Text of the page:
SUMMARY: Eight individuals applied for an appointment to fill a vacant seat on the Elmbrook School Board. Petitioner Mastel sought a writ of mandamus to compel the School District of Elmbrook (the District) to provide her with 1) the applications of three applicants who were not “final candidates” for the vacant school board position; 2) the email addresses, phone numbers, addresses, and other personal information of the seven applicants who ultimately were not chosen for the position; 3) the personal contact information of the one applicant who was chosen for the position; and 4) the “Declaration of Eligibility” for all eight applicants.
The District moved to dismiss the petition on the basis that it failed to state a claim upon which relief may be granted. The circuit court granted the motion. In an opinion authored by Judge Gundrum, the court of appeals affirmed in part and reversed in part.
With respect to the claim that the District violated the public records law by refusing to provide the applications of the three non-final candidates, the appellate court concluded that the petition for writ of mandamus stated a claim. The District declined to provide these applications on the basis of Wis. Stat. section 19.36(7). This statute provides that an authority, such as the District here, “shall not provide access to any record related to the application that may reveal the identity of [an] applicant” if the particular applicant 1) is not a “final candidate” for the position sought and 2) “indicate[d] in writing to the authority that [he or she] does not wish the authority to reveal his or her identity” (¶ 14).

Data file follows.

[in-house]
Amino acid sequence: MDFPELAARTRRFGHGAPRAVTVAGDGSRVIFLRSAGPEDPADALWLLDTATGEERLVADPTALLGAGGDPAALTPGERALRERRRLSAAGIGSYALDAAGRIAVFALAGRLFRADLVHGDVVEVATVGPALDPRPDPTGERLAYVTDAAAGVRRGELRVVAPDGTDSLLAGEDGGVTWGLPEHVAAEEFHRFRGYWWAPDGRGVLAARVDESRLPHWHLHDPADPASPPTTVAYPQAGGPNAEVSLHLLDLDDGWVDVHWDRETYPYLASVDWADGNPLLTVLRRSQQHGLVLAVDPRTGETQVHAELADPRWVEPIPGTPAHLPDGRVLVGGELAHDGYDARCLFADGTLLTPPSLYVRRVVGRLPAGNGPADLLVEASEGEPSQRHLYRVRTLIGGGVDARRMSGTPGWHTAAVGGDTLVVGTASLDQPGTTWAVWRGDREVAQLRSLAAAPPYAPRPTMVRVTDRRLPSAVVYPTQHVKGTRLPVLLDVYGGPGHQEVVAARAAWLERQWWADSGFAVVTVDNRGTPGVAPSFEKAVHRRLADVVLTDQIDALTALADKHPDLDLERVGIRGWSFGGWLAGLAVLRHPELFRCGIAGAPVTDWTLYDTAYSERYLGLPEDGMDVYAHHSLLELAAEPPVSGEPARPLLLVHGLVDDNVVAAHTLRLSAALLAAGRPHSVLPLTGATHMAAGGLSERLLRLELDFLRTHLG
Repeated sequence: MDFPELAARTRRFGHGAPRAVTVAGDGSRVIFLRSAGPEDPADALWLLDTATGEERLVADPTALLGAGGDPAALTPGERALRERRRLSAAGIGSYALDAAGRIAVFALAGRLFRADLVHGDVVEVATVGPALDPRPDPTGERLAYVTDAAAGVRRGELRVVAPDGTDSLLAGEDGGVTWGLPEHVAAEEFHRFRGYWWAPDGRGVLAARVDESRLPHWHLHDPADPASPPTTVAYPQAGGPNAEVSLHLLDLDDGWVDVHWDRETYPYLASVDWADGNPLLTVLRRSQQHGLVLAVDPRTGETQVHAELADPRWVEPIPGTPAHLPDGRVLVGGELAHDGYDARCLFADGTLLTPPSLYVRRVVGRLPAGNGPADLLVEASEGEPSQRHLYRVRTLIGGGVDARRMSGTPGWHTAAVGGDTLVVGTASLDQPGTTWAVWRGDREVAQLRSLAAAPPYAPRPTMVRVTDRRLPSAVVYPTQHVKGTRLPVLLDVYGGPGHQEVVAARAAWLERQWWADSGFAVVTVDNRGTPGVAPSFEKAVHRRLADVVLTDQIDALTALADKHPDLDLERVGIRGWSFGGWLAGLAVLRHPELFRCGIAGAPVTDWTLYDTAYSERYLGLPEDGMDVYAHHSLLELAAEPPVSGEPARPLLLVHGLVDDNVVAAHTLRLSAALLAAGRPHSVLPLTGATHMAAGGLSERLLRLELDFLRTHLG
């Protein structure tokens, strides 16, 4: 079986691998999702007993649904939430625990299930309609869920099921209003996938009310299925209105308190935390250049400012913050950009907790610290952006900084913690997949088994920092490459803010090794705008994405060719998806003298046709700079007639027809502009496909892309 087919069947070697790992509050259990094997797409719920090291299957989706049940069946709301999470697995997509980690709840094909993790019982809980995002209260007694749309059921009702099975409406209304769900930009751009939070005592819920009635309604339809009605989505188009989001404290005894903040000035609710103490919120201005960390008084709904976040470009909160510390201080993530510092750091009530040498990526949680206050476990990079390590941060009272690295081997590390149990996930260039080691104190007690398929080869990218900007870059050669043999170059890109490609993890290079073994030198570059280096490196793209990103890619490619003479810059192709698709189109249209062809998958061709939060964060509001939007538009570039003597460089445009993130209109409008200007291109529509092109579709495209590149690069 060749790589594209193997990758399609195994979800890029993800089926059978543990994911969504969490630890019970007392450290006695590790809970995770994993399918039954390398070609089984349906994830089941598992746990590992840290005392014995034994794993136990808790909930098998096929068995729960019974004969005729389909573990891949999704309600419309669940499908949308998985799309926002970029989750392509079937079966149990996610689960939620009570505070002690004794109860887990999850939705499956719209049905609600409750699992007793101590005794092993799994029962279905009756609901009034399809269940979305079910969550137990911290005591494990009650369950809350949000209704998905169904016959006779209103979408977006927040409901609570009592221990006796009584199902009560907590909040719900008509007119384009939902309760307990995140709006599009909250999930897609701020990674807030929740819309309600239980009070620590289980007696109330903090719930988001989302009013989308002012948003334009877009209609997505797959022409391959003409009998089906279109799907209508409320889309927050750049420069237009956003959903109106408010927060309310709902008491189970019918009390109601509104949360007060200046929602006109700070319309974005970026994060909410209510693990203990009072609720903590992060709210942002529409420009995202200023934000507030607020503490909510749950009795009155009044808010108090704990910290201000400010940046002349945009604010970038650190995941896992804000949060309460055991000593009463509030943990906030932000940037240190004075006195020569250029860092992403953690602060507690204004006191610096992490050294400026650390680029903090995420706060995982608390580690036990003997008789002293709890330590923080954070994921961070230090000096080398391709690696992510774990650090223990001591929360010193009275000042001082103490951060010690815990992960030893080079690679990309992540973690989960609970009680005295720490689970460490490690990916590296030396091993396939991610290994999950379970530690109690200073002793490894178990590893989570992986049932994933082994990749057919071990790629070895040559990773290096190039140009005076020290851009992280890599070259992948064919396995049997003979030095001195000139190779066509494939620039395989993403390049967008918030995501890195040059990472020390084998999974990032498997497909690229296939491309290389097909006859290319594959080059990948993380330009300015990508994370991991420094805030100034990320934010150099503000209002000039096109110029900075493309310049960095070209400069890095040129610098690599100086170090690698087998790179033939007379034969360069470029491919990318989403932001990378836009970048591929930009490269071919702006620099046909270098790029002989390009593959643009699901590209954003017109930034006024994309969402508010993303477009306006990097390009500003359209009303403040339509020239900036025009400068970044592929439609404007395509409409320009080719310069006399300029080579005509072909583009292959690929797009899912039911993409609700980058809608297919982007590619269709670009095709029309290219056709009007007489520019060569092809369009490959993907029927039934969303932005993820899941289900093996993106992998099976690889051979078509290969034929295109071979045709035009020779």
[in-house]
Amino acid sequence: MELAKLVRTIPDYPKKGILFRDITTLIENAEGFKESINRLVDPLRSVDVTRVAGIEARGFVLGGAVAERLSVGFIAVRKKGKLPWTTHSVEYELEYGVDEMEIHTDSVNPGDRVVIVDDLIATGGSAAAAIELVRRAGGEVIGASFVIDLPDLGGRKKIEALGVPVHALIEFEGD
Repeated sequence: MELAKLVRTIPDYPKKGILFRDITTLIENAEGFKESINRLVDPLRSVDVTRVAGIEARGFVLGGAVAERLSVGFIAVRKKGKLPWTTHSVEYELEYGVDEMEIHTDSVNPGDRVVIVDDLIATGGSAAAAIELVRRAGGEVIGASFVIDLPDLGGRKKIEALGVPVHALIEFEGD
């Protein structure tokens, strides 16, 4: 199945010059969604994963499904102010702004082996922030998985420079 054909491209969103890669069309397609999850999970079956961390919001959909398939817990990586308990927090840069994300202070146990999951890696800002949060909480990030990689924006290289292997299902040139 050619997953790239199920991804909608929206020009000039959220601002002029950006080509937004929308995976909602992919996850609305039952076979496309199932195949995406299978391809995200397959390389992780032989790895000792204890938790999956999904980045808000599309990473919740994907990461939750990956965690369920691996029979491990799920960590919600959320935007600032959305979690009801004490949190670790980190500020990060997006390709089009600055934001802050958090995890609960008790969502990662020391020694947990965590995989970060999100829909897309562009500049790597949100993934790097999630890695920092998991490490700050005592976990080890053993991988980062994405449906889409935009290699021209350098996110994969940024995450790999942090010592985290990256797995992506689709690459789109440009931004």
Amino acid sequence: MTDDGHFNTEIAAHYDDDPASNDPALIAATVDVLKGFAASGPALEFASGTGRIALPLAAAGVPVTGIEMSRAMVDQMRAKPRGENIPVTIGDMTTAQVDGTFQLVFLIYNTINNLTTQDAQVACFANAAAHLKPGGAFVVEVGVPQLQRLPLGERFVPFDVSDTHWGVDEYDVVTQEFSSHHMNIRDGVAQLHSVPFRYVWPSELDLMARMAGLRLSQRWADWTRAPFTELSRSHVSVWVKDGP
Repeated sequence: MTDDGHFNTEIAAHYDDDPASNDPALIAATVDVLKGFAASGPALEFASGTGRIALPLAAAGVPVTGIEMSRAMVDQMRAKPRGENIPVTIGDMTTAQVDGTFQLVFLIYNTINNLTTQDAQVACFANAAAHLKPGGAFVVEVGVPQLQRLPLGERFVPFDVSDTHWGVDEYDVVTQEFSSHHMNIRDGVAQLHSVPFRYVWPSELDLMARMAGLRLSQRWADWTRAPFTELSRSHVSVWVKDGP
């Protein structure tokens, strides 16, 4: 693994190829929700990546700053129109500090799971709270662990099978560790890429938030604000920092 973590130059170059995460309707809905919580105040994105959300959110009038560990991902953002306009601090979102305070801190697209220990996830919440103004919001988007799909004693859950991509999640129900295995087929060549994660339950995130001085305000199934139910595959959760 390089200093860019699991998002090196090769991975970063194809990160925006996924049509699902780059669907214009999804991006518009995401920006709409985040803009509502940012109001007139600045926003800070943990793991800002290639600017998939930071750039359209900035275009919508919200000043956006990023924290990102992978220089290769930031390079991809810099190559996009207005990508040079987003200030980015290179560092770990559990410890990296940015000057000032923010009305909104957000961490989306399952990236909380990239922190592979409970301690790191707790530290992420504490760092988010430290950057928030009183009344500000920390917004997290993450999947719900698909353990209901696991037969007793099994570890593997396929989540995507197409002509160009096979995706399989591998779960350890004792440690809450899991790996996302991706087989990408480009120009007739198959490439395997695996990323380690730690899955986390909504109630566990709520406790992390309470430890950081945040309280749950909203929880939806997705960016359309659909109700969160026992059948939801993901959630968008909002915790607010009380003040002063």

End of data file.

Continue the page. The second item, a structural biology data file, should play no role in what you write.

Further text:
In the present case, said the court, “subsection (7) does not apply to protect the identities of the three applicants who were not final candidates if they did not provide such a written indication to the District, as the petition alleged. The petition sufficiently states a claim that the District violated the public records law by failing to disclose the applications of these three non-‘final candidate’ applicants” (id.).